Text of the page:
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Gluten is formed when two proteins (gliadin and glutenin), which are found in grains such as wheat, rye and barley, are mixed with water.
Gluten in cereals affects the texture of baked goods. Gluten is a tough, rubbery and elastic substance, which has the capacity to stretch and rise due to the action of baking powder or yeast. When flour is mixed with water, the gluten swells to form a continuous network of fine strands. This network forms the structure of bread dough and is responsible for the texture of bread as we know it.
Which foods contain gluten?
Grains such as wheat, rye and barley contain gluten. Breads and products (eg. biscuits, cakes) made with these grains will contain gluten. There are also a number of foods which contain ‘hidden’ gluten, such as sausages and stock powders. Oats do contain gluten in very low quantities, so those with coeliac disease are recommended to exclude oats from their diet. Otherwise, if you can tolerate oats they can be included as a beneficial part of your diet.
What is gluten intolerance?
There are some medical conditions where gluten affects the immune system (an immunological reaction):
Coeliac Disease, where gluten-containing foods cause damage to the small intestine and lead to a reduced absorption of nutrients from food. This can lead to anaemia, osteoporosis and other conditions.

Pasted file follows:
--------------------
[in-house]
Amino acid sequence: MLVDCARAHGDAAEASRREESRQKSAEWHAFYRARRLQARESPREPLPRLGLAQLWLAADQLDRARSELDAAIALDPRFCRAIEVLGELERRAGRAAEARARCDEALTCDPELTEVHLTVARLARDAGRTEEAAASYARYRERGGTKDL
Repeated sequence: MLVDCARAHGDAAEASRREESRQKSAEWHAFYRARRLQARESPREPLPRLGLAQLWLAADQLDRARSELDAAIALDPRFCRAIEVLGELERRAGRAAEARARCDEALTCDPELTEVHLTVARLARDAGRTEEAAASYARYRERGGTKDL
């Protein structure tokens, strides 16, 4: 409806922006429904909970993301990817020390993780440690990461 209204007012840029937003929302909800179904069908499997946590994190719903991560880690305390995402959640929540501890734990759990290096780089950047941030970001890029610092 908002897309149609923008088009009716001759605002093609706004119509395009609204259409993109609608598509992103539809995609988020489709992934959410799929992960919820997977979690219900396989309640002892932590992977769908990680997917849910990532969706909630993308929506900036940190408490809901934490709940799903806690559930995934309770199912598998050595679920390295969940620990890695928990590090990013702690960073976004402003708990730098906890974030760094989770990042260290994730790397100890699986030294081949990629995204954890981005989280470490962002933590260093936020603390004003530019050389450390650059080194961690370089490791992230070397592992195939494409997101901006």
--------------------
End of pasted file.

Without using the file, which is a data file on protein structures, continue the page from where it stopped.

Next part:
Dermatitis herpetiformis, an uncommon skin condition with watery, red and itchy blisters.
Both of these conditions require a diet where gluten must be totally avoided.
Gluten sensetivity or non-coeliac gluten intolerance is where people develop a variety of unpleasant symptoms when they eat gluten-containing products foods. The severity of these symptoms may depend on how much you eat and how sensitive you are.
Is it only gluten that causes symptoms could it be something else?
There are a number of things that can cause uncomfortable symptoms, not only gluten and wheat. These include an intolerance to other substances, such as amines, salicyates, and sulphites, and also a group called FODMAPs. It may also be due to physical factors such as the amount you eat (too much stretching your stomach) and chewing gum (due to the amount of air you swallow as you chew). Stress can also affect the severity of symptoms. (FODMAPS is short for fermentable, oligosaccharides, disaccharides, monosaccharides and polyols. These are short chain carbohydrates which are not absorbed by our small intestine and which then are fermented by bacteria in the colon, producing hydrogen, carbon dioxide and methane gases.)
You may only have a problem with one or two of these foods, the trick is determining which. Consult your doctor or dietitan to determine the right way to do this.
I have gone on a gluten free diet and feel better – why?
People with gastrointestinal symptoms including abdominal pain, bloating, wind and diarrhoea often feel better on a gluten-free diet. These people may be suffering from Irritable Bowel Syndrome (IBS). Removing gluten from the diet may have also removed the irritant causing the symptoms. An example may be the FODMAPs fructan, which is found wherever one finds gluten. So, while people may experience a decrease in their symptoms, it may not necessarily be the gluten which was the cause.